NAP and ADNF-9 Protect Normal and Downs Syndrome Cortical Neurons from Oxidative Damage and Apoptosis
Jorge Busciglio, Alejandra Pelsman, Pablo Helguera, Osnat Ashur-Fabian, Albert Pinhasov, Douglas E. Brenneman and Illana Gozes
Pages 1091-1098 (8)
NAP (Asn-Ala-Pro-Val-Ser-Ile-Pro-Gln, single letter code: NAPVSIPQ) and ADNF-9 (activity-dependent neurotrophic factor-9; Ser-Ala-Leu-Leu-Arg-Ser-Ile-Pro-Ala; single letter code: SALLRSIPA) are peptides derived from naturally occurring glial proteins that have shown neuroprotection in rodent model systems. Here, the neuroprotective activity of ADNF-9 and NAP was tested in two human models of neuronal degeneration in culture mediated by oxidative stress: normal human cortical neurons treated with H2O2 and Downs syndrome (DS) cortical neurons. Incubation of normal cortical neurons with 50 μM H2O2 for 1 hour resulted in morphological and structural changes consistent with neuronal degeneration and loss of viability of more than 60% of the neurons present in the culture. Addition of ADNF-9 or NAP at femtomolar concentrations resulted in significant increases in survival of normal neurons treated with H2O2. Femtomolar concentrations of ADNF-9 or NAP exhibited a similar neuroprotective efficacy, comparable to the antioxidant Ntert- butyl-2-sulpho-phenylnitrone at 100 μM (s-PBN). Treatment of DS cortical neurons with ADNF-9 or NAP resulted in a significant increase in neuronal survival as well as reduction of degenerative morphological changes. The results suggest that ADNF-9 and NAP possess potent neuroprotective properties against oxidative damage in human neurons that may be useful to preserve neuronal function and prevent neuronal death associated with chronic neurodegenerative disorders.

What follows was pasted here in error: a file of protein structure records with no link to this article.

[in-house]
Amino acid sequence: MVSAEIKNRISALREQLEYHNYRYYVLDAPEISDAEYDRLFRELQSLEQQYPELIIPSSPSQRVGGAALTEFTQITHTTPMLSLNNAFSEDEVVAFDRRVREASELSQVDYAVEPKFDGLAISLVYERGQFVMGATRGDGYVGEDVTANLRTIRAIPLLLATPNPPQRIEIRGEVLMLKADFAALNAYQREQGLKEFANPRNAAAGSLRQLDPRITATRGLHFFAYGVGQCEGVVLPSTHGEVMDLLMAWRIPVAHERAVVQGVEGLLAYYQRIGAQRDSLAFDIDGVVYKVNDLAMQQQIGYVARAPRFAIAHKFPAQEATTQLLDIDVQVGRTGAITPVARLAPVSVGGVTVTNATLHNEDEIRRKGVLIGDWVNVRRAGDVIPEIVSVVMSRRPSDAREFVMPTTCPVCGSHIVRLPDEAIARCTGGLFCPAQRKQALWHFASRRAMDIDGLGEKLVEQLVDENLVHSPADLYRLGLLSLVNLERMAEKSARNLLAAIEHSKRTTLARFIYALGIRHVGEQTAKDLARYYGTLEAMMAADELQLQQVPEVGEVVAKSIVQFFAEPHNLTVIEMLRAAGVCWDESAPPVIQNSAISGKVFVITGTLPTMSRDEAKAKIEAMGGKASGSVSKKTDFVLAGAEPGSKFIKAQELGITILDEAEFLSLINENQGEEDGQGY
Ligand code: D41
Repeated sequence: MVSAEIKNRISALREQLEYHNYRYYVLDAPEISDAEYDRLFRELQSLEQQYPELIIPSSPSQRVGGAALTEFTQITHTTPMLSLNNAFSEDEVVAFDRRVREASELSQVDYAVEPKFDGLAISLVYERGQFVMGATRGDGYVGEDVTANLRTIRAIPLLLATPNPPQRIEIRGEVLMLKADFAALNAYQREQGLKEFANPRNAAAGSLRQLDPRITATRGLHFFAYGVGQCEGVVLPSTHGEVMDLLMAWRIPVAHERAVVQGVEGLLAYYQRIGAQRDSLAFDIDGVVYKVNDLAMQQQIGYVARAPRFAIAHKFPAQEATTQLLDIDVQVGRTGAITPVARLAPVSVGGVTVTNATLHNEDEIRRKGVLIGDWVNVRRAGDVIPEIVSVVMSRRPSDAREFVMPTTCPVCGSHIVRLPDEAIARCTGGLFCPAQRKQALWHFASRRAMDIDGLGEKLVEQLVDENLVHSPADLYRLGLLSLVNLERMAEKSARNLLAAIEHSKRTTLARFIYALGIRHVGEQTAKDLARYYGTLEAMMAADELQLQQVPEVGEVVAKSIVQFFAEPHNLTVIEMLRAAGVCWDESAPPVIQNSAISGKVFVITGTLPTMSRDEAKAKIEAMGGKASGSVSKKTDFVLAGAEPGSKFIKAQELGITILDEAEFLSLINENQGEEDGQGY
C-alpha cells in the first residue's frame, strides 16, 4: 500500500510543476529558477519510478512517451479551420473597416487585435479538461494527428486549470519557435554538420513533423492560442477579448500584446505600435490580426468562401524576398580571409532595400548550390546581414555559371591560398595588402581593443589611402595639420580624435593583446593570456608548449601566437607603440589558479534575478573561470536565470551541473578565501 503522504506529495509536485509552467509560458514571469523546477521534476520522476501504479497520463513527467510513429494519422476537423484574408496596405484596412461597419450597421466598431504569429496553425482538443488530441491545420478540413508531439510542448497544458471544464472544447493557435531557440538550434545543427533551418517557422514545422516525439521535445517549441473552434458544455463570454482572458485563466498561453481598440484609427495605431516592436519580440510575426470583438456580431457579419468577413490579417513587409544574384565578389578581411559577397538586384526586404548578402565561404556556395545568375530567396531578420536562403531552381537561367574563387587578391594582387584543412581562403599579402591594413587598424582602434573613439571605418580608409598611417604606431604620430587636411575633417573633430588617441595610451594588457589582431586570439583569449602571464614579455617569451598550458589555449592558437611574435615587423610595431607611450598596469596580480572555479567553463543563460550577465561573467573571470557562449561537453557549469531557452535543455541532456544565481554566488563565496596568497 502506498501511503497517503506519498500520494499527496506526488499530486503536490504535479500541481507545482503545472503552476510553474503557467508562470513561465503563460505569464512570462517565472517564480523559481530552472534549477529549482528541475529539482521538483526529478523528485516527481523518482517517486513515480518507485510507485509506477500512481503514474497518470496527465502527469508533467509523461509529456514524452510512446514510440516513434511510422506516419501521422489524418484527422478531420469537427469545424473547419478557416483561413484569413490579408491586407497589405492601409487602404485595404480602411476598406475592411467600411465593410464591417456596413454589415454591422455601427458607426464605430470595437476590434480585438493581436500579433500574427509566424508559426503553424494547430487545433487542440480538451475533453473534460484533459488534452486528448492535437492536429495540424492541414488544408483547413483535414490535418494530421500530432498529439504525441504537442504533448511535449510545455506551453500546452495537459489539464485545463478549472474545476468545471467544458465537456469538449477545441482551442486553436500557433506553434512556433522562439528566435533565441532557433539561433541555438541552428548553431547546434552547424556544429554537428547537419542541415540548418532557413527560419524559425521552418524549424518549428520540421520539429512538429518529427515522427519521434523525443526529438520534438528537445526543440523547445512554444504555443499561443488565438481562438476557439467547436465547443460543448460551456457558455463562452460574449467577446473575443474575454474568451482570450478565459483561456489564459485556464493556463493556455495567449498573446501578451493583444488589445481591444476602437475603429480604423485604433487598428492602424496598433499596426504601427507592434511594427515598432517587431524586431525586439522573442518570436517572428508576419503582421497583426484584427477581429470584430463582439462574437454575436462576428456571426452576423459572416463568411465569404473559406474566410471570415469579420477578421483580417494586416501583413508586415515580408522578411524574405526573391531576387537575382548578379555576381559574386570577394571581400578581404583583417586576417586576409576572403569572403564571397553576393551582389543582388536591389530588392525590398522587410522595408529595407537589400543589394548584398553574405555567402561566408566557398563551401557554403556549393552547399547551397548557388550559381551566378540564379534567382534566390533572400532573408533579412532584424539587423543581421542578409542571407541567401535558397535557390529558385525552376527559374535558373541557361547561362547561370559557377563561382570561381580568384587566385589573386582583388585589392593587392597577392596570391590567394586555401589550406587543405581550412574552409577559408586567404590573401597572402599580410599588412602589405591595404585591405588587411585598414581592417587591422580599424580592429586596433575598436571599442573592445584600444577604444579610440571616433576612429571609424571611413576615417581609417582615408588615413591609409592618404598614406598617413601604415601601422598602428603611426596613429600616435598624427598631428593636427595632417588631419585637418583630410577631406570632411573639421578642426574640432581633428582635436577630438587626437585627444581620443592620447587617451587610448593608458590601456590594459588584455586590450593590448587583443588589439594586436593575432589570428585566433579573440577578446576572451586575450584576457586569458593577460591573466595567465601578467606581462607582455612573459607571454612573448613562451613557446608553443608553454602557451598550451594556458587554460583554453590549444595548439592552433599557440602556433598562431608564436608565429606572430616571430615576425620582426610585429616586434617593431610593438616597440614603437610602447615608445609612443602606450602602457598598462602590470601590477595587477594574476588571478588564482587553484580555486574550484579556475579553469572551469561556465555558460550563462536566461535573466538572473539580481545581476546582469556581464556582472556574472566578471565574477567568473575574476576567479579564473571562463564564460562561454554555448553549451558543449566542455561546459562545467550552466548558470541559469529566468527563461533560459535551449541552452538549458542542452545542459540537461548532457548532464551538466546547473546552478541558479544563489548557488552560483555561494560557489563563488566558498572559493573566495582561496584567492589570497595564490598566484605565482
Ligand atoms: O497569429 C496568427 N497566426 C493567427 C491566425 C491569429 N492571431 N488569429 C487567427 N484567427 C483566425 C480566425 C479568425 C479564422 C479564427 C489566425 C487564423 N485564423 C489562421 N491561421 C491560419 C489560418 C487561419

neuroprotection, VIP Receptors, PAC1 receptor, Alzheimer's disease, NAP-binding ligand
Department of Neurobiology and Behavior, University of California, Irvine, CA 92697, USA.